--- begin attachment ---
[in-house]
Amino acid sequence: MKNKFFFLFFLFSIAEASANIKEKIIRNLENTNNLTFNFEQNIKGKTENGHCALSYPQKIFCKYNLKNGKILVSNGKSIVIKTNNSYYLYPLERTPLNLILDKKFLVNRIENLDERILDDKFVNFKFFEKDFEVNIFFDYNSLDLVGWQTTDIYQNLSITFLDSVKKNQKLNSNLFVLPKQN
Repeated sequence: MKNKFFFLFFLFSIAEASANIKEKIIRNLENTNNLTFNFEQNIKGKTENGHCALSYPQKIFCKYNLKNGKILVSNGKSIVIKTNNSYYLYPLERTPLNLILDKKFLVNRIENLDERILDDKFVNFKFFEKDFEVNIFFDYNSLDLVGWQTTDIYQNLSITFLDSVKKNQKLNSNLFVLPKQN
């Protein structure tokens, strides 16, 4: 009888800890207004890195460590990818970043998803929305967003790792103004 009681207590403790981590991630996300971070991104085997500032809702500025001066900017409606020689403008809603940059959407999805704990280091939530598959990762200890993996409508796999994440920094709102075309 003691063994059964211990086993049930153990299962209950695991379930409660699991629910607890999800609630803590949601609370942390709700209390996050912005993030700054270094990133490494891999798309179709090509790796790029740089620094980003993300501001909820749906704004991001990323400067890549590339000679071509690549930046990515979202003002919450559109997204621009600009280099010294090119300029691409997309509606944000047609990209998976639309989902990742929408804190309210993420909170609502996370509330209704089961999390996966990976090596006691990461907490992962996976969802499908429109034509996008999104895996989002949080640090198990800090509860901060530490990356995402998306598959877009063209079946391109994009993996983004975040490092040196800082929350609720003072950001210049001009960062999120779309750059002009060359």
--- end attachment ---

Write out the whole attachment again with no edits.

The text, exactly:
[in-house]
Amino acid sequence: MKNKFFFLFFLFSIAEASANIKEKIIRNLENTNNLTFNFEQNIKGKTENGHCALSYPQKIFCKYNLKNGKILVSNGKSIVIKTNNSYYLYPLERTPLNLILDKKFLVNRIENLDERILDDKFVNFKFFEKDFEVNIFFDYNSLDLVGWQTTDIYQNLSITFLDSVKKNQKLNSNLFVLPKQN
Repeated sequence: MKNKFFFLFFLFSIAEASANIKEKIIRNLENTNNLTFNFEQNIKGKTENGHCALSYPQKIFCKYNLKNGKILVSNGKSIVIKTNNSYYLYPLERTPLNLILDKKFLVNRIENLDERILDDKFVNFKFFEKDFEVNIFFDYNSLDLVGWQTTDIYQNLSITFLDSVKKNQKLNSNLFVLPKQN
């Protein structure tokens, strides 16, 4: 009888800890207004890195460590990818970043998803929305967003790792103004 009681207590403790981590991630996300971070991104085997500032809702500025001066900017409606020689403008809603940059959407999805704990280091939530598959990762200890993996409508796999994440920094709102075309 003691063994059964211990086993049930153990299962209950695991379930409660699991629910607890999800609630803590949601609370942390709700209390996050912005993030700054270094990133490494891999798309179709090509790796790029740089620094980003993300501001909820749906704004991001990323400067890549590339000679071509690549930046990515979202003002919450559109997204621009600009280099010294090119300029691409997309509606944000047609990209998976639309989902990742929408804190309210993420909170609502996370509330209704089961999390996966990976090596006691990461907490992962996976969802499908429109034509996008999104895996989002949080640090198990800090509860901060530490990356995402998306598959877009063209079946391109994009993996983004975040490092040196800082929350609720003072950001210049001009960062999120779309750059002009060359």